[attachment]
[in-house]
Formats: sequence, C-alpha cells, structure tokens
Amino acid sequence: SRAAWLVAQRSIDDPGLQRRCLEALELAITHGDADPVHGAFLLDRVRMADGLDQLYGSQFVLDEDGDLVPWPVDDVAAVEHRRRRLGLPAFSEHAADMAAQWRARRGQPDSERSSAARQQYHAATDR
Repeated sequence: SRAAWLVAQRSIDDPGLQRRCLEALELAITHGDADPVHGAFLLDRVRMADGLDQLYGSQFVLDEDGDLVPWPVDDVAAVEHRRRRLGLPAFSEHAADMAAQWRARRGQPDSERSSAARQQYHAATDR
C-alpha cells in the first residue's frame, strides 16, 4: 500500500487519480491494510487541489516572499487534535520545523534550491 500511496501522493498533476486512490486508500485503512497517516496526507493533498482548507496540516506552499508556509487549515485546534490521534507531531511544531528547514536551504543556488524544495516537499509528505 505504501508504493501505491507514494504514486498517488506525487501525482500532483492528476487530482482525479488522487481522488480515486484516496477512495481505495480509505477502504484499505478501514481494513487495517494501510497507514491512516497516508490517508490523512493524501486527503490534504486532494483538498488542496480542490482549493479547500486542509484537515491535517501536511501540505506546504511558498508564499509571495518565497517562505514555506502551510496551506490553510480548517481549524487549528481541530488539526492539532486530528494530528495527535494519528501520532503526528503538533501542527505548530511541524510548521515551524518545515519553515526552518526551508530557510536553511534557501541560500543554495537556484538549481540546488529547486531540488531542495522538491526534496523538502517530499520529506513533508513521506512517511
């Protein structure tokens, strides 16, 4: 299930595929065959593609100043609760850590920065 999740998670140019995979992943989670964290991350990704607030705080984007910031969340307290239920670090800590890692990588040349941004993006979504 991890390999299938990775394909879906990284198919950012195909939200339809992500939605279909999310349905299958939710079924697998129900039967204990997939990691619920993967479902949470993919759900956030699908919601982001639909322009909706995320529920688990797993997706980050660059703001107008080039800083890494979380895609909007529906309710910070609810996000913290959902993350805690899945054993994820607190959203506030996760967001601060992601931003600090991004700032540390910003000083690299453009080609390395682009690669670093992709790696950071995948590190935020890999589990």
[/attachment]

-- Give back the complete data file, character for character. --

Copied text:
[in-house]
Formats: sequence, C-alpha cells, structure tokens
Amino acid sequence: SRAAWLVAQRSIDDPGLQRRCLEALELAITHGDADPVHGAFLLDRVRMADGLDQLYGSQFVLDEDGDLVPWPVDDVAAVEHRRRRLGLPAFSEHAADMAAQWRARRGQPDSERSSAARQQYHAATDR
Repeated sequence: SRAAWLVAQRSIDDPGLQRRCLEALELAITHGDADPVHGAFLLDRVRMADGLDQLYGSQFVLDEDGDLVPWPVDDVAAVEHRRRRLGLPAFSEHAADMAAQWRARRGQPDSERSSAARQQYHAATDR
C-alpha cells in the first residue's frame, strides 16, 4: 500500500487519480491494510487541489516572499487534535520545523534550491 500511496501522493498533476486512490486508500485503512497517516496526507493533498482548507496540516506552499508556509487549515485546534490521534507531531511544531528547514536551504543556488524544495516537499509528505 505504501508504493501505491507514494504514486498517488506525487501525482500532483492528476487530482482525479488522487481522488480515486484516496477512495481505495480509505477502504484499505478501514481494513487495517494501510497507514491512516497516508490517508490523512493524501486527503490534504486532494483538498488542496480542490482549493479547500486542509484537515491535517501536511501540505506546504511558498508564499509571495518565497517562505514555506502551510496551506490553510480548517481549524487549528481541530488539526492539532486530528494530528495527535494519528501520532503526528503538533501542527505548530511541524510548521515551524518545515519553515526552518526551508530557510536553511534557501541560500543554495537556484538549481540546488529547486531540488531542495522538491526534496523538502517530499520529506513533508513521506512517511
């Protein structure tokens, strides 16, 4: 299930595929065959593609100043609760850590920065 999740998670140019995979992943989670964290991350990704607030705080984007910031969340307290239920670090800590890692990588040349941004993006979504 991890390999299938990775394909879906990284198919950012195909939200339809992500939605279909999310349905299958939710079924697998129900039967204990997939990691619920993967479902949470993919759900956030699908919601982001639909322009909706995320529920688990797993997706980050660059703001107008080039800083890494979380895609909007529906309710910070609810996000913290959902993350805690899945054993994820607190959203506030996760967001601060992601931003600090991004700032540390910003000083690299453009080609390395682009690669670093992709790696950071995948590190935020890999589990």